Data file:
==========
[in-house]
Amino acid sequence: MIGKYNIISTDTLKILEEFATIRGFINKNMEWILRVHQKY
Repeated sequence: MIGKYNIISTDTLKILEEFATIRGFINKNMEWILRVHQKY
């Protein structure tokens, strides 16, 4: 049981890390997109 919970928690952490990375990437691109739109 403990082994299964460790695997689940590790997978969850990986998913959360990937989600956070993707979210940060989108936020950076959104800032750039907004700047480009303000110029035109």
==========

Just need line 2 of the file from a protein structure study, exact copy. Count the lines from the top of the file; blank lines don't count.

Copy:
Amino acid sequence: MIGKYNIISTDTLKILEEFATIRGFINKNMEWILRVHQKY